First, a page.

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Chris Berman On What Current Broadcasters Do Wrong With Highlights

“You owe it to the viewer to do them like they are live. Give it to you like it’s happening live, even if it is the game that you have seen.”

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Before NBC got the rights to Sunday Night Football in 2006, people would run to their televisions to watch Chris Berman and Tom Jackson on NFL Primetime on ESPN every Sunday night. Before RedZone and even before NFL Sunday Ticket (1994), that show was the only way fans could see highlights of games they couldn’t watch during the day.

Berman was a guest on Monday’s Pardon My Take. During the conversation, he said sportscasters are making a mistake when showing highlights. While Berman understands people know the score before they watch the highlights, he believes that the play should be read as if it were happening live:

“This is where they make a mistake now. Everyone assumes you hear about a play and you call it on your phone for one second. Even at the end of the day when you know everything, here’s the whole meal for Week 12, for example,” said Berman.

“Give me the meal and those doing the highlights. People should not assume that everyone watching has seen the game or the highlights. You owe it to the viewer to do them like they are live. Give it to you like it’s happening live, even if it is the game that you have seen. Result of the game is okay, but not the play.”

In addition to hosting NFL Primetime (now on ESPN+), Berman is well-known for the nicknames he gave to numerous athletes. When he was doing baseball highlights in the early years of ESPN, he used them to hide that people couldn’t see video yet still made reading the score exciting:

“You try to embellish a little bit because it’s every night and not all of them were video,” Berman said. “A lot of them were Kansas City 5, Seattle 3 for 30 seconds. Don’t make jokes and take information away, but if I’m going to say Frank ‘Tanana Daiquiri’ struck out 13, it cost me half a second.”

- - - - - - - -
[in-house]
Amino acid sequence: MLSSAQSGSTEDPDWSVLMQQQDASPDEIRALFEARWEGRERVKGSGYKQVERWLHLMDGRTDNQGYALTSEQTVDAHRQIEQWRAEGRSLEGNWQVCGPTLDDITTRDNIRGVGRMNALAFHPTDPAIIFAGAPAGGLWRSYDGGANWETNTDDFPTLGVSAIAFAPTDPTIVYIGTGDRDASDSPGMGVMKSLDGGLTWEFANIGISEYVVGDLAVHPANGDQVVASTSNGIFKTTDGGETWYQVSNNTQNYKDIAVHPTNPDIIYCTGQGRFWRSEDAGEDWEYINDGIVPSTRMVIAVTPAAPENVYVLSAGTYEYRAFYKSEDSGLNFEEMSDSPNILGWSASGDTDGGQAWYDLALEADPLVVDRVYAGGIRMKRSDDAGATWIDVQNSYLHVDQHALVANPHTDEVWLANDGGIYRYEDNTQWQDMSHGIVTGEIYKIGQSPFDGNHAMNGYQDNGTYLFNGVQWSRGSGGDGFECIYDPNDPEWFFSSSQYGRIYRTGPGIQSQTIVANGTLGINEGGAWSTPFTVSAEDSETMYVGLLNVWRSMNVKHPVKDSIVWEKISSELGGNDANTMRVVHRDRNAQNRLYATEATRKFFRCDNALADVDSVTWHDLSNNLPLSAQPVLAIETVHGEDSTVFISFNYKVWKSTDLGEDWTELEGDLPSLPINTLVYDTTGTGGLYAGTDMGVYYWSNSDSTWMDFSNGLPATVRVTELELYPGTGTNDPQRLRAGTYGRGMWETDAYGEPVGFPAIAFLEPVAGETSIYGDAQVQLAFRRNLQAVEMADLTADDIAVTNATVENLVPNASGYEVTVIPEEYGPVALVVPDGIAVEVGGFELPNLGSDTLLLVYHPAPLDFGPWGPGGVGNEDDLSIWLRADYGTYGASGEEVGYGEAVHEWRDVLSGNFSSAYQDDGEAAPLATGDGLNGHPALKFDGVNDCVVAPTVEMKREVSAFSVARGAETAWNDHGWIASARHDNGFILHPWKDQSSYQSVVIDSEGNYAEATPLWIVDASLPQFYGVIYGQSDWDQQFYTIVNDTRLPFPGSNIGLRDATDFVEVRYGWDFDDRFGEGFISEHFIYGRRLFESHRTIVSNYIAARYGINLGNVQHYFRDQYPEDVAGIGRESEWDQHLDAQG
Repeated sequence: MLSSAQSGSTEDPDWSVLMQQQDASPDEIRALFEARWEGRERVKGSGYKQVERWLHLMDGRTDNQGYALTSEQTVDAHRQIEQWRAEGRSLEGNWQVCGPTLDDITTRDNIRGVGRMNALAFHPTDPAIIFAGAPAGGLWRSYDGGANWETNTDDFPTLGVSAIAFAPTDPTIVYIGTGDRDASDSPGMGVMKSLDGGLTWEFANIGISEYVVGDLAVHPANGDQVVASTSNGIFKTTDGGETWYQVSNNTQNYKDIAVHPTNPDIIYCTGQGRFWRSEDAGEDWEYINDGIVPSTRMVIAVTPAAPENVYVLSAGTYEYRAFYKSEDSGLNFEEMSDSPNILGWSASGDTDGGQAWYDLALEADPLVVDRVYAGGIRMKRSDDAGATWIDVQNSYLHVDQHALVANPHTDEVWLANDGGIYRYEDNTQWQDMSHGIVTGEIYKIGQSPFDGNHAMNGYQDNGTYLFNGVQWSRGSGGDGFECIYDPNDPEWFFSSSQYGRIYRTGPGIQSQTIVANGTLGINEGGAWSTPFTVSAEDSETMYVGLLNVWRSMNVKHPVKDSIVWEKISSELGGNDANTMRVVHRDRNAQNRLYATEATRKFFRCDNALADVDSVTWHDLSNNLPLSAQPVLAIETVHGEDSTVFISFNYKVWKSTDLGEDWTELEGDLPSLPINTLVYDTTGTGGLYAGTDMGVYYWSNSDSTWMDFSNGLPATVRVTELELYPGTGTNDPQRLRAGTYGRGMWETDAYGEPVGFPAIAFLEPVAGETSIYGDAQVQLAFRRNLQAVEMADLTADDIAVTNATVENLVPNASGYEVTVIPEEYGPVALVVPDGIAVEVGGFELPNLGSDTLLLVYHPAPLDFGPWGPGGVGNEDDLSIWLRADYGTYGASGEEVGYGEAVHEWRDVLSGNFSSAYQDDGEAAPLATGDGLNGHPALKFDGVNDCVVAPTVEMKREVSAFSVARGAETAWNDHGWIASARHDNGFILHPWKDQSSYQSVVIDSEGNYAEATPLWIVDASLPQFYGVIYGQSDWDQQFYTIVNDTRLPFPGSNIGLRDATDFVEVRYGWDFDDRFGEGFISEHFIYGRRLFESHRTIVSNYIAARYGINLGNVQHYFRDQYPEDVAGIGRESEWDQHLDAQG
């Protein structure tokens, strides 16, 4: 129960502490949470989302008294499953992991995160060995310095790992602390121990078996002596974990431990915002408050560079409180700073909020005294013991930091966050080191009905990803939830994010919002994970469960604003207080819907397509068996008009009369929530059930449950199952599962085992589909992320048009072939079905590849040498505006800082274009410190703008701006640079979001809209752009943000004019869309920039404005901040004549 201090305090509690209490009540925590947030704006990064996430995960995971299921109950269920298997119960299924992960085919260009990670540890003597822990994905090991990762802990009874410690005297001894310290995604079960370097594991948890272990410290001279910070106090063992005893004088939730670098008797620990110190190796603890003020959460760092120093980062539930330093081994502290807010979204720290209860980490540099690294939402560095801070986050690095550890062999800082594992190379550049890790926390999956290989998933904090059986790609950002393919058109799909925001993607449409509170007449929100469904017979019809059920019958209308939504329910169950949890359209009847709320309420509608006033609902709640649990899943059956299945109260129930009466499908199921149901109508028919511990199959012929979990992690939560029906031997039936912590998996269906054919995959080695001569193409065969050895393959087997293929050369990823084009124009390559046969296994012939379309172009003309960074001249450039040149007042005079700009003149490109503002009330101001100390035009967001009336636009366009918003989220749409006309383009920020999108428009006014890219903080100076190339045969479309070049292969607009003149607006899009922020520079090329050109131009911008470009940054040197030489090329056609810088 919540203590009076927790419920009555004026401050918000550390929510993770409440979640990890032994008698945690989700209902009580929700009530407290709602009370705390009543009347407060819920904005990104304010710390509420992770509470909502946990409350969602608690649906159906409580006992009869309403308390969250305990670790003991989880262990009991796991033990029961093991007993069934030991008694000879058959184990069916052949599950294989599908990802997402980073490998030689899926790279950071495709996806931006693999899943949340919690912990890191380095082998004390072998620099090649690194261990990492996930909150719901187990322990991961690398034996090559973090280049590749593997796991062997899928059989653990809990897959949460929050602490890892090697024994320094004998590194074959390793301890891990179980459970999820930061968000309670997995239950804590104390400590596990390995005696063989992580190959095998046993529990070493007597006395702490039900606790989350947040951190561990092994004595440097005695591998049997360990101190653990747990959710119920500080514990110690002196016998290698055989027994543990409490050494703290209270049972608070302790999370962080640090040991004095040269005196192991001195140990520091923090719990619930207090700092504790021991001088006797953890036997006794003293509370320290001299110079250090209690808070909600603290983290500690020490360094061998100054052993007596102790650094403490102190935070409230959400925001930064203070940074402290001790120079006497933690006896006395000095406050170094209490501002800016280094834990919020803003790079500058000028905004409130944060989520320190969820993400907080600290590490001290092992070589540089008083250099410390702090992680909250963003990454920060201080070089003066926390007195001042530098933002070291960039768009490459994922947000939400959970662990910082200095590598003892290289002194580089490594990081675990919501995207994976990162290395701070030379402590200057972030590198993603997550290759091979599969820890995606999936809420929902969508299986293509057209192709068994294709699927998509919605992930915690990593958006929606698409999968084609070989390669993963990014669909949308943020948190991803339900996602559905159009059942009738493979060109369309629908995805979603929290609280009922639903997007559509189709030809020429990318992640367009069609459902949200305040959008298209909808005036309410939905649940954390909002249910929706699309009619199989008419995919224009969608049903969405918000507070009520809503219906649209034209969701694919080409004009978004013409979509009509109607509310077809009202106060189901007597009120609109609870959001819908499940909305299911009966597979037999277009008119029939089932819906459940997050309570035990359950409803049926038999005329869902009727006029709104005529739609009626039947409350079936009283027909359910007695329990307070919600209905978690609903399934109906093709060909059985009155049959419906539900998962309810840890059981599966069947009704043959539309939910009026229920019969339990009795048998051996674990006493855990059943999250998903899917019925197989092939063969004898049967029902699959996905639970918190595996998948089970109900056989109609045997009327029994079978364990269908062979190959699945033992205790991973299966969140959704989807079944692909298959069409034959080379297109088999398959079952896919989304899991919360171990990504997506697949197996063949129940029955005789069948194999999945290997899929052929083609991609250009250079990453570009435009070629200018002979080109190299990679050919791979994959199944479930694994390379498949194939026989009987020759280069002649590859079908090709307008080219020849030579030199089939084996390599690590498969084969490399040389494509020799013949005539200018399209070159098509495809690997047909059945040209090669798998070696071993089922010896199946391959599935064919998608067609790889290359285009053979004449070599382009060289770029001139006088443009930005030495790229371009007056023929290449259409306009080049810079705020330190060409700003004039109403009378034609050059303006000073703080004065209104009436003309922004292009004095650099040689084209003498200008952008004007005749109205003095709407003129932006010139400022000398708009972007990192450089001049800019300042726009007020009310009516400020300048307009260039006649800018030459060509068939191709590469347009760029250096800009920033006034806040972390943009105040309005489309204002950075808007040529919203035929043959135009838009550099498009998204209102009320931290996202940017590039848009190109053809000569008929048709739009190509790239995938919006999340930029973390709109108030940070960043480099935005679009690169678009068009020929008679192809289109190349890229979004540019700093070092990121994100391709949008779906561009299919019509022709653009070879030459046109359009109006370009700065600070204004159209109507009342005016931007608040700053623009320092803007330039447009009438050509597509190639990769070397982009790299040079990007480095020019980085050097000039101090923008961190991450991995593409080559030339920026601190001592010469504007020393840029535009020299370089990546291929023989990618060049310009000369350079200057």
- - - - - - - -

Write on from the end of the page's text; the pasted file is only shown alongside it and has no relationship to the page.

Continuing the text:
However, there was a time in the mid-1980s where the nicknames went away. While they eventually came back in April 1986, it’s hard to imagine Berman reading a highlight without any of those signature nicknames:

“We had a new executive producer (early September 1985) say you can’t use them anymore. I’ve been doing them for five years, everyone likes them. He had no real reason. There’s three weeks left in the season. First of all, if he’s any smart, you do it in November; maybe no one noticed and then you don’t come back… I cut out all the nicknames.”

While Berman has been seen as one of the faces of ESPN, that does not mean that other networks didn’t try to pursue him. He told Pardon My Take that NBC tried to pursue him in 1989. While ESPN was unable to match the high-money offer NBC had, they got close enough for Berman to stay:

“I said, Steve Bornstein, don’t fault me for this, but in the end, I said you don’t have to match this, you got to get within a 9-iron,” he said. “They did and that was the best decision I ever made.

“We got the NFL in 1987. If I went there, I would be waiting to be the NFL guy behind Bob Costas. I’m doing that and I’m doing it for an audience everyday.”

It’s hard to imagine what the sports media landscape would have looked like then or even today if Berman had left ESPN for NBC, since he is one of the people associated with the worldwide leader. 

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Kevin Kelly, Former AEW Announcer, Says He Is Suing the Company

Kelly started with AEW in June of 2023 and was let go in March.

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Graphic for Wise Choices with Eric Bischoff and a screengrab of Kevin Kelly on AEW

Former AEW announcer Kevin Kelly said he is suing All Elite Wrestling over his departure from the company three months ago. Kelly was apparently let go due to several social media posts about why he had not been used more by the company. Kelly also accused fellow AEW announcer Ian Riccaboni of trying to sabotage his career and committing libel against him.